The Supreme Court Rules The FAA Preempts Iskanian's Prohibition Against Arbitration Of Individual Private Attorney General Act Claims
Friday, June 17, 2022
Employers Should Review Existing Arbitration Agreement

On 15 June, 2022, the Supreme Court of the United States (SCOTUS) delivered the 8-1 opinion in the matter Viking River Cruises, Inc. v. Moriana, which held that the California Supreme Court decision of Iskanian v. CLS Transportation Los Angeles, LLC, 59 Cal. 4th 348 (2014), is partly preempted by the Federal Arbitration Act (FAA). Under Iskanian, claims under California’s Private Attorney General Act (PAGA) were exempted from arbitration agreements and the ambit of the FAA, such that these claims could not be waived and could not be arbitrated on an individual basis.


Plaintiff Angie Moriana was hired by Viking River Cruises, Inc. (Viking) as a sales representative. Viking offers ocean and river cruises around the world.  Moriana signed an agreement to arbitrate any dispute arising out of her employment. The arbitration agreement contained a class action waiver that provided the parties could not bring any dispute as a class, collective or representative action under PAGA. The agreement also included a severability clause that stated if any part of the agreement was invalid, including the waiver of a PAGA action, the court should strike the invalid portions and enforce the remainder of the agreement.

After her employment with Viking ended, Moriana filed a PAGA action against Viking in California state court. The complaint asserted Moriana was not timely paid upon termination of employment. The complaint further asserted various other Labor Code violations purportedly suffered by other Viking employees, including failure to pay minimum wage and overtime, failure to provide meal and rest periods, failure to timely pay wages upon termination of employment, and failure to provide inaccurate wage statements.

Viking moved to compel to arbitration Moriana’s individual PAGA claims – the claims for violations she allegedly suffered personally – and to dismiss the remaining representative PAGA claims. The trial court denied the motion and the California Court of Appeal affirmed, holding categorical waivers of PAGA standing are contrary to state policy and that PAGA claims cannot be split into arbitrable individual claims and nonarbitrable representative claims. In reaching their conclusion, the California Court of Appeal followed the precedent set by the California Supreme Court in Iskanian. The California Supreme Court declined review, and Viking appealed to SCOTUS.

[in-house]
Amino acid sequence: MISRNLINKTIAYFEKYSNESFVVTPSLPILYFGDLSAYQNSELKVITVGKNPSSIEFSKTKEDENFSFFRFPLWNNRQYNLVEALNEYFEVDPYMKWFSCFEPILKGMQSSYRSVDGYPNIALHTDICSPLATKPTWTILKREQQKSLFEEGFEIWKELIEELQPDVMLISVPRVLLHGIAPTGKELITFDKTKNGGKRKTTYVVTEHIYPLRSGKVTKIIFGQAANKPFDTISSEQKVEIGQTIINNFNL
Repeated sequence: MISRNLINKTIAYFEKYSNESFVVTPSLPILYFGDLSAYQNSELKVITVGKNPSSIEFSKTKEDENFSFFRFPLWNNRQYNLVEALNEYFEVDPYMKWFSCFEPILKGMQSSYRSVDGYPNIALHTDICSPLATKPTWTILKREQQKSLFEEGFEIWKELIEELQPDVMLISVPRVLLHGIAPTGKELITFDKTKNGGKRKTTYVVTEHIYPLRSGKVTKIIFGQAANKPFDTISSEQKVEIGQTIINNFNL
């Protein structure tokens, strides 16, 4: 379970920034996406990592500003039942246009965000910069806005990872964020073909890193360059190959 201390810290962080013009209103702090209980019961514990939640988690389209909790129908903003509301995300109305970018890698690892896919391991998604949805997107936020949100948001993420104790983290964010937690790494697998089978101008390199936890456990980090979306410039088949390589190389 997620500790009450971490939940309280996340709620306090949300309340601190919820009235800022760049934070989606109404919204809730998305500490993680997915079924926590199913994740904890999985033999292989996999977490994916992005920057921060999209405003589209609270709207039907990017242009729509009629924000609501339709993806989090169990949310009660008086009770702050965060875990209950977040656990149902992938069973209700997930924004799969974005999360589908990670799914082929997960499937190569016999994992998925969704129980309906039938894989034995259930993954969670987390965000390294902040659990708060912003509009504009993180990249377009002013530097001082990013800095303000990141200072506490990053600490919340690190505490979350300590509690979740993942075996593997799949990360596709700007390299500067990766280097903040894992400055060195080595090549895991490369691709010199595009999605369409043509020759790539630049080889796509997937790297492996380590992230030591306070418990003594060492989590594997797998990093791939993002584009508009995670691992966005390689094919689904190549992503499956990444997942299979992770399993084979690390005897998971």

Justice Samuel Alito delivered the 8-1 opinion of the SCOTUS, which reversed and remanded the decision of the California Court of Appeal.


Categorical Waivers of PAGA Regardless of Forum Remain Invalid

SCOTUS is clear that a wholesale waiver of an employee’s right to bring a PAGA claim, regardless of forum, continues to be invalid and is not preempted by the FAA. Viking argued that its arbitration agreement with Moriana should be enforced according to its terms; that is, a PAGA representative action waiver should be enforced in the same way a class action waiver is enforceable in an arbitration agreement, pursuant to the Court’s precedents in cases such as AT&T Mobility LLC v. Concepcion, 563 U.S. 333 (2011) and Lamps Plus, Inc. v. Varela, 587 U.S. __ (2019).

Specifically, Viking argued Moriana agreed to arbitrate her claims against Viking so any claims she asserts can only proceed in arbitration. Once in arbitration, however, she should be limited to her individual claims. This is because, like class claims, PAGA claims are brought on behalf of absent employees, making the nature of the proceeding change from a bilateral arbitration to a class-action/representative arbitration, resulting in procedural complications which are inconsistent with the bilateral and informal nature of arbitration contemplated by the FAA.

The Court disagreed with Viking’s reasoning, emphasizing that the FAA has never mandated enforcement of all forms of representative waivers. It also opined that the nature of PAGA as a claim by the state makes the procedural and due process mechanisms of class actions unnecessary. Instead, SCOTUS analogized PAGA claims to representative actions such as shareholder-derivative suits, wrongful death claims and trustee actions, and noted that such actions are common in arbitration. Therefore, nothing in the FAA or the inherent nature of arbitration mandates the enforcement of a wholesale PAGA waiver.

PAGA Claims Can be Split into Arbitrable Individual Claims and Representative Claims

Iskanian invalidated agreements that called for arbitration of a plaintiff’s PAGA claims brought for violations suffered personally by the plaintiff (Individual PAGA Claims) as separate claims from PAGA claims brought on behalf of other employees (Representative PAGA Claims).  SCOTUS held this indivisibility of Individual and Representative PAGA Claims to be preempted by the FAA.